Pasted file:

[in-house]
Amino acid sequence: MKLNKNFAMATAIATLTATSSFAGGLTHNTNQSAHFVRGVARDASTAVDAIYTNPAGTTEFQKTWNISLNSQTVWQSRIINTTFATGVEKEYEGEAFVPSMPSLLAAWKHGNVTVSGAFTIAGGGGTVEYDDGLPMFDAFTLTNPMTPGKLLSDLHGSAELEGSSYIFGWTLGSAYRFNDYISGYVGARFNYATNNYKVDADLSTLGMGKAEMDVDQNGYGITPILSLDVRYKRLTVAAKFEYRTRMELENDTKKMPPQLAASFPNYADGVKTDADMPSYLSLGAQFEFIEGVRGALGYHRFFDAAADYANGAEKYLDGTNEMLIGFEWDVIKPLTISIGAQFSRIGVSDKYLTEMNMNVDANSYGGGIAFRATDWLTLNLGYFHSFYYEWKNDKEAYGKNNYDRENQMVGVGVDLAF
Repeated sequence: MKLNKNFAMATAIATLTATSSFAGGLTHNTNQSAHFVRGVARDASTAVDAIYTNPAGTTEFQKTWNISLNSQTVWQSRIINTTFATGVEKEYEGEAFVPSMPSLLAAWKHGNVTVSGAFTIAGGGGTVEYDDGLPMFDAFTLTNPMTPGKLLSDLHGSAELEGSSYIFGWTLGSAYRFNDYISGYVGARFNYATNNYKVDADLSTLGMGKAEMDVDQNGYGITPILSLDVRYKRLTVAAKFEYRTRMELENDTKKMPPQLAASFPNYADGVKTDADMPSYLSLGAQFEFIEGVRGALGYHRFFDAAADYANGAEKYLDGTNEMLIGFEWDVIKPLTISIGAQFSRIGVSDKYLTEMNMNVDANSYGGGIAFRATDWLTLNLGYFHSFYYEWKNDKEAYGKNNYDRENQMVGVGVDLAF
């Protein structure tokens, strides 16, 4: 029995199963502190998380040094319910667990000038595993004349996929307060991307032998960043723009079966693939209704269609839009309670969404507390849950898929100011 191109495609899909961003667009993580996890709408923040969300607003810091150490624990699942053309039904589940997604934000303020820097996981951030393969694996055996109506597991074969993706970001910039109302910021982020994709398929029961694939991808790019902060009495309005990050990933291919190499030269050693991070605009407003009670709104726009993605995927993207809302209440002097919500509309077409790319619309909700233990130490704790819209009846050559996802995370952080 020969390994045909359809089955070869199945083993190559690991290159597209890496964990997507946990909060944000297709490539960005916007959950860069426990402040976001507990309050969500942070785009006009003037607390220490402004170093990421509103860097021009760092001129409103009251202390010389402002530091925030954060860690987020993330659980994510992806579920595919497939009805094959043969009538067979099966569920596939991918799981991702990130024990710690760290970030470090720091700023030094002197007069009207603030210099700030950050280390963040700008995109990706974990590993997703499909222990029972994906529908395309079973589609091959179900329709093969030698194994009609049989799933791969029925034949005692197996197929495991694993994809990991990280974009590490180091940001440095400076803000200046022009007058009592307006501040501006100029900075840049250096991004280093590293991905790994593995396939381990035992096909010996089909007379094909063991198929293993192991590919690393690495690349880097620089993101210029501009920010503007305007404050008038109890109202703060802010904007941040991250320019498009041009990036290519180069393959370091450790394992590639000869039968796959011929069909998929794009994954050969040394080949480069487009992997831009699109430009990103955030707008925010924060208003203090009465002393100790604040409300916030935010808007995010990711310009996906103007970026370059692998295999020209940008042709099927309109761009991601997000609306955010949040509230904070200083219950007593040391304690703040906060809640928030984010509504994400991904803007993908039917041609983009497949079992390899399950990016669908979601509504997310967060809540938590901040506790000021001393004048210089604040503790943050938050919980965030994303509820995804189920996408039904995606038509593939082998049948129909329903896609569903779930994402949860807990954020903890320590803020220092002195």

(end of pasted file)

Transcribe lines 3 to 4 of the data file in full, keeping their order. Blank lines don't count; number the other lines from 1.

Repeated sequence: MKLNKNFAMATAIATLTATSSFAGGLTHNTNQSAHFVRGVARDASTAVDAIYTNPAGTTEFQKTWNISLNSQTVWQSRIINTTFATGVEKEYEGEAFVPSMPSLLAAWKHGNVTVSGAFTIAGGGGTVEYDDGLPMFDAFTLTNPMTPGKLLSDLHGSAELEGSSYIFGWTLGSAYRFNDYISGYVGARFNYATNNYKVDADLSTLGMGKAEMDVDQNGYGITPILSLDVRYKRLTVAAKFEYRTRMELENDTKKMPPQLAASFPNYADGVKTDADMPSYLSLGAQFEFIEGVRGALGYHRFFDAAADYANGAEKYLDGTNEMLIGFEWDVIKPLTISIGAQFSRIGVSDKYLTEMNMNVDANSYGGGIAFRATDWLTLNLGYFHSFYYEWKNDKEAYGKNNYDRENQMVGVGVDLAF
């Protein structure tokens, strides 16, 4: 029995199963502190998380040094319910667990000038595993004349996929307060991307032998960043723009079966693939209704269609839009309670969404507390849950898929100011 191109495609899909961003667009993580996890709408923040969300607003810091150490624990699942053309039904589940997604934000303020820097996981951030393969694996055996109506597991074969993706970001910039109302910021982020994709398929029961694939991808790019902060009495309005990050990933291919190499030269050693991070605009407003009670709104726009993605995927993207809302209440002097919500509309077409790319619309909700233990130490704790819209009846050559996802995370952080 020969390994045909359809089955070869199945083993190559690991290159597209890496964990997507946990909060944000297709490539960005916007959950860069426990402040976001507990309050969500942070785009006009003037607390220490402004170093990421509103860097021009760092001129409103009251202390010389402002530091925030954060860690987020993330659980994510992806579920595919497939009805094959043969009538067979099966569920596939991918799981991702990130024990710690760290970030470090720091700023030094002197007069009207603030210099700030950050280390963040700008995109990706974990590993997703499909222990029972994906529908395309079973589609091959179900329709093969030698194994009609049989799933791969029925034949005692197996197929495991694993994809990991990280974009590490180091940001440095400076803000200046022009007058009592307006501040501006100029900075840049250096991004280093590293991905790994593995396939381990035992096909010996089909007379094909063991198929293993192991590919690393690495690349880097620089993101210029501009920010503007305007404050008038109890109202703060802010904007941040991250320019498009041009990036290519180069393959370091450790394992590639000869039968796959011929069909998929794009994954050969040394080949480069487009992997831009699109430009990103955030707008925010924060208003203090009465002393100790604040409300916030935010808007995010990711310009996906103007970026370059692998295999020209940008042709099927309109761009991601997000609306955010949040509230904070200083219950007593040391304690703040906060809640928030984010509504994400991904803007993908039917041609983009497949079992390899399950990016669908979601509504997310967060809540938590901040506790000021001393004048210089604040503790943050938050919980965030994303509820995804189920996408039904995606038509593939082998049948129909329903896609569903779930994402949860807990954020903890320590803020220092002195």